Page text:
Google Calls for Action on Web Limits

A top executive on Wednesday called for rules to put pressure on governments that filter the , saying the practice was hindering international trade.

Alan Davidson, director of public policy for Google, told a joint Congressional panel that the should consider withholding development aid for countries that restrict certain Web sites. He said censorship had become more than a human rights issue and was hurting profit for foreign companies that rely on the Internet to reach customers.

“The growing problem for Internet censorship is not isolated to one country or one region,” Mr. Davidson told the Congressional-Executive Commission on . “No single company and no single industry can tackle Internet censorship on its own.”

The fallout from China’s restrictive Internet policies widened on Wednesday when officials from Go Daddy Group, an Internet services company, told the commission that the company would halt registration of Chinese domain names.

Christine Jones, general counsel of Go Daddy, said the company was concerned about privacy after Chinese officials requested photo identification and signatures of its customers. For the first time, she said, Go Daddy had been asked to retroactively obtain documentation for individuals who had registered a domain name.

“We’re concerned about the chilling effect,” Ms. Jones said. “We made the decision that we didn’t want to act as an agent of the Chinese government.”

Ms. Jones described a chaotic scene for Internet companies in China. She said attacks from hackers were rampant, fraudulent payments were common, and spammers worked without fear of punishment from the government.

Representative David Wu, Democrat of Oregon, said he thought more companies would follow the example of Go Daddy and Google and cut back operations in China. “Pretty soon you have a cascade going,” Mr. Wu said. “There is a difference between compliance and complicity.”

More than 40 countries actively censor the Internet currently, Mr. Davidson said, and 25 governments have blocked Google over the last several years. Mr. Davidson suggested asking countries to pledge to keep sites unfiltered in international trade agreements.

On Monday, Google closed its Internet search service in China and began directing users in that country to its uncensored search engine in Hong Kong. So far, Mr. Davidson said, the company had noticed “intermittent” censorship of the Hong Kong site. Despite the restrictions, the company plans to maintain a sales team in mainland China, he said.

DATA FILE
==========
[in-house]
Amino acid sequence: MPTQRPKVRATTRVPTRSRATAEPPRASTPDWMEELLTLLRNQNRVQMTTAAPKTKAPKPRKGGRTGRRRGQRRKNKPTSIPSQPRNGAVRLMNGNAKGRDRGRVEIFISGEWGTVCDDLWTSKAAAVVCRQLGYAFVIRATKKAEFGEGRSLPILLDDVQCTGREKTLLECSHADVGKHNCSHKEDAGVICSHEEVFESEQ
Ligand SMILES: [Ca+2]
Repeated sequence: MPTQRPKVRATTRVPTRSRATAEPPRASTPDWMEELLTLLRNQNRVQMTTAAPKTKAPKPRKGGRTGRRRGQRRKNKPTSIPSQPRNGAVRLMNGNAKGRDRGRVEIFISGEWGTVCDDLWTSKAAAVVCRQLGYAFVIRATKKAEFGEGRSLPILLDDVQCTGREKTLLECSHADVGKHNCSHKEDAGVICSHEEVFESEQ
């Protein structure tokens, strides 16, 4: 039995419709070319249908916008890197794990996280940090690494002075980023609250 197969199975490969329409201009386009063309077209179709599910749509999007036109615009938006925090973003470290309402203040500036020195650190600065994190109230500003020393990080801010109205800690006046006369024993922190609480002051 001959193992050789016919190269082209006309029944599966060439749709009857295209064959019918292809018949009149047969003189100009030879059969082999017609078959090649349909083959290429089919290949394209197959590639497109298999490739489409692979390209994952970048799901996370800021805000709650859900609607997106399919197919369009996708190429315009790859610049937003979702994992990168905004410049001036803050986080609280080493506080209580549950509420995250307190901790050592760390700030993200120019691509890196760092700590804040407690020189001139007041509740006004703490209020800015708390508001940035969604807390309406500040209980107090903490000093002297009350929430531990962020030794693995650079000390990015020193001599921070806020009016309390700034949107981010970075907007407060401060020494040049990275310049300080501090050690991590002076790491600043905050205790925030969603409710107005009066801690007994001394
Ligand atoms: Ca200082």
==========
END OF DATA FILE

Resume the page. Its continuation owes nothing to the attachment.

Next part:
Google’s decision to leave China was prompted in part by a series of attacks by hackers last year, which raised broader concerns about the flow of information in the country. The Chinese government has disputed that it was the source of the attacks, which focused on e-mail accounts of human rights advocates.

Mr. Davidson said Google would consider returning to the Chinese market if the government there removed its restrictions. But he acknowledged that there would likely be a “hard road ahead” because neither side is willing to cede ground.

“It’s going to take a lot of work to combat that censorship,” he said.

In a statement to the commission, Chinese officials defended their policies, saying, “foreign companies need to abide by Chinese laws and regulations when they operate in China.”

“The Chinese government encourages the development and popularization of the Internet and is committed to the opening up of the Internet,” the statement said.

The panel included members of the Senate and House and Obama administration officials. It was chaired by Senator Byron L. Dorgan, Democrat of North Dakota, and Representative Sander M. Levin, Democrat of Michigan.

“Information is not to be feared, and ideas are not enemies to be crushed,” Mr. Dorgan said in opening remarks. “The truth is China too often wants a one-way relationship with the world.”

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